NYSSA — State officials found that Nyssa School District leaders overseeing the migrant education program approved nearly $70,000 in expenditures that otherwise would have gone to underserved migrant children.
Newly-released public records show that program managers approved $68,930 in unallowable purchases over two years, in 2021 and 2022.
The Oregon Department of Education began an investigation of the Nyssa district in July 2021 after a whistleblower reported “irregularities.” The state will pull $350,000 in federal funding from the district’s migrant program after it identified 129 families with 277 children improperly enrolled for the past three years in a program designed to give migrant families extra help to educate their children despite having to relocate continuously, according to state documents.
The state Education Department recently released to the Enterprise its May 12 financial report, which reviewed the district’s fiscal management, processes and administration of the federal program. The report is based on a review of school district documents and interviews of staff, administrators and board members. The state has announced plans for a deeper forensic audit.
The May report showed that state investigators found nearly $25,000 in improper expenditures with migrant education funds for “extra duty pay” of district employees over two years. The district leaders also covered $18,000 in custodial costs with migrant funding. The report noted that custodial costs needed to be classified as “indirect costs” to the migrant program. Additionally, the district charged nearly $5,000 for summer school staff, while other staff were given $500 in board stipends for “extra duty” in 2021. According to the report, the board stipends, along with the “extra duty” pay for the staff, lacked explanation, timecards and dates of service.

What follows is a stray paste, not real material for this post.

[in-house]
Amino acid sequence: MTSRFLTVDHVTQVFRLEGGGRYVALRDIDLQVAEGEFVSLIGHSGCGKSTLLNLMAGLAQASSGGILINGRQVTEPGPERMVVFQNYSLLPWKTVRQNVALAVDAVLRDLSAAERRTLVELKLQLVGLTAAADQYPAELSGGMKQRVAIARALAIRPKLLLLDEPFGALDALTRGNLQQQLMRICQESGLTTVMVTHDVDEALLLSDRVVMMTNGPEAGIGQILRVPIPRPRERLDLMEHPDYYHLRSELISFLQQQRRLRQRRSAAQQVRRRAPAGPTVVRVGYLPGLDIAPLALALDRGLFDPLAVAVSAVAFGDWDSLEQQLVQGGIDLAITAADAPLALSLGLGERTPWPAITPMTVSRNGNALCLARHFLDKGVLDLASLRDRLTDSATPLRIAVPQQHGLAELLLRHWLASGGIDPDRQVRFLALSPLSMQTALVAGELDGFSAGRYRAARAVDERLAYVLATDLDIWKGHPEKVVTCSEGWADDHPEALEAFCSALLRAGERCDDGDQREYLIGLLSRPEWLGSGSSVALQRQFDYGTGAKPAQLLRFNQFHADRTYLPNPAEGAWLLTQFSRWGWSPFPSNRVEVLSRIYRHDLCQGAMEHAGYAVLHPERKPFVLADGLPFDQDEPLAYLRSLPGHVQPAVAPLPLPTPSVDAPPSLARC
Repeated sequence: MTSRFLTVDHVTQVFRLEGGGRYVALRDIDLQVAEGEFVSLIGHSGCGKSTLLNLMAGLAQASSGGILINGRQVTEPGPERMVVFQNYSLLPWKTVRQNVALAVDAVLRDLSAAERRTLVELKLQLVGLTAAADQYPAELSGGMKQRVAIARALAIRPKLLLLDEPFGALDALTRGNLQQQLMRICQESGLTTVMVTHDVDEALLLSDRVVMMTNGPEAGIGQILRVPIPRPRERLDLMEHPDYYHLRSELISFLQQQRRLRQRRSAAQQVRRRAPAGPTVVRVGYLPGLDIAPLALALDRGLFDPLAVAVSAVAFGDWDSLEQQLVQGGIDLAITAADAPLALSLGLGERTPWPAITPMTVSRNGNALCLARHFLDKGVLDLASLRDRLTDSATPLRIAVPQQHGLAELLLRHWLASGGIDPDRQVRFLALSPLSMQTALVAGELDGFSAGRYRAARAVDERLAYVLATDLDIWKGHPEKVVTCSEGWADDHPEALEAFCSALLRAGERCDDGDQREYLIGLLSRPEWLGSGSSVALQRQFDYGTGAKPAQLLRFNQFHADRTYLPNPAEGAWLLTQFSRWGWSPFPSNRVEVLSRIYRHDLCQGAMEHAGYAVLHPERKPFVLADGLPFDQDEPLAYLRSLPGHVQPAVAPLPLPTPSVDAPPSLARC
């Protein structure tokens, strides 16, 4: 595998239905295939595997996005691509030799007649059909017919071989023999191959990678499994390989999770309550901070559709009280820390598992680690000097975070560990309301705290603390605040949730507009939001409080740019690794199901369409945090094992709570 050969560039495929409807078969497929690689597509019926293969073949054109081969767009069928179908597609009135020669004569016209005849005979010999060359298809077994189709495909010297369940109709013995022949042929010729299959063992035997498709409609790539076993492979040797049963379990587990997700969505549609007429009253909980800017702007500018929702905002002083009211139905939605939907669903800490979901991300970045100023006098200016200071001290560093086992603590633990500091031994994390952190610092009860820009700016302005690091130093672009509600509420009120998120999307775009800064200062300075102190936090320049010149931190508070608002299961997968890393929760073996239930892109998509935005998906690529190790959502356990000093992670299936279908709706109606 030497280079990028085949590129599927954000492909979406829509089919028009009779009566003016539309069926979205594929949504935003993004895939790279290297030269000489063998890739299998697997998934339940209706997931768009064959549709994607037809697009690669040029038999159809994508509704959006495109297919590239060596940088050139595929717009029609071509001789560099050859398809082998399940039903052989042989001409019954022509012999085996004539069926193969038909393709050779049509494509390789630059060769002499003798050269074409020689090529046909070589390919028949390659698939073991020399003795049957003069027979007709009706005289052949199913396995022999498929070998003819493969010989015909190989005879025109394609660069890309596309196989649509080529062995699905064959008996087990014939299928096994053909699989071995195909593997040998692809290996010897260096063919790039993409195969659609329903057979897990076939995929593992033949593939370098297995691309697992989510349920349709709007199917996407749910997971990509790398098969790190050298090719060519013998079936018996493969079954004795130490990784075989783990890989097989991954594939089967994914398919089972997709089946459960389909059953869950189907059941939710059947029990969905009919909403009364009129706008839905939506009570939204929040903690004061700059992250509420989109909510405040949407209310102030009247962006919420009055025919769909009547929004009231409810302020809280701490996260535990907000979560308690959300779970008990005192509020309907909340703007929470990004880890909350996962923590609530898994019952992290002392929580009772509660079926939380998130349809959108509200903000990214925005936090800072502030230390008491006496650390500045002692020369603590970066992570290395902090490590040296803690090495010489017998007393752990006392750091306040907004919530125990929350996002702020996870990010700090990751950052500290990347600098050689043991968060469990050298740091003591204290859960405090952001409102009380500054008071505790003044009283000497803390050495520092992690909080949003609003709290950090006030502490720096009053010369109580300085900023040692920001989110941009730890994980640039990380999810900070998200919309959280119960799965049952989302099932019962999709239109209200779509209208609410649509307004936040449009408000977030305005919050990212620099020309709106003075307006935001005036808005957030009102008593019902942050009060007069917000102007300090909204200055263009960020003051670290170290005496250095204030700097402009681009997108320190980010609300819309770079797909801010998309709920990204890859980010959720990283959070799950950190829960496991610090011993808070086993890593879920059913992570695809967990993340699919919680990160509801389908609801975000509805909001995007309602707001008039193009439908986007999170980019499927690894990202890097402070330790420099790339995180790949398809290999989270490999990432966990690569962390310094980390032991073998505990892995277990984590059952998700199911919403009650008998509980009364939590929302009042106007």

The Nyssa district gets just under $1 million yearly from state and federal sources to run the program.
According to the Oregon Department of Education’s Migrant Program Director’s Handbook, allowable costs must relate directly to the program and its students. The funds may not be used for expenses of other programs or non-migrant students.
The report noted that other purchases were for social activities, such as potlucks, holidays, and parties. Other purchases flagged by investigators as improper included $55 monthly for bottled water, $200 for a dozen pizzas on a “state visit” to Boise and $150 for refreshments for a meeting.
According to the report, the Nyssa School District had until June 13 to respond to the findings in the report. Superintendent Darren Johnson declined to comment on the financial report.
Marc Siegel, the state Department of Education communications manager said Wednesday, June 28 that Nyssa responded to the report on June 12 and did not contest any of the expenditures.
News tip? Contact reporter Steven Mitchell at [email protected].
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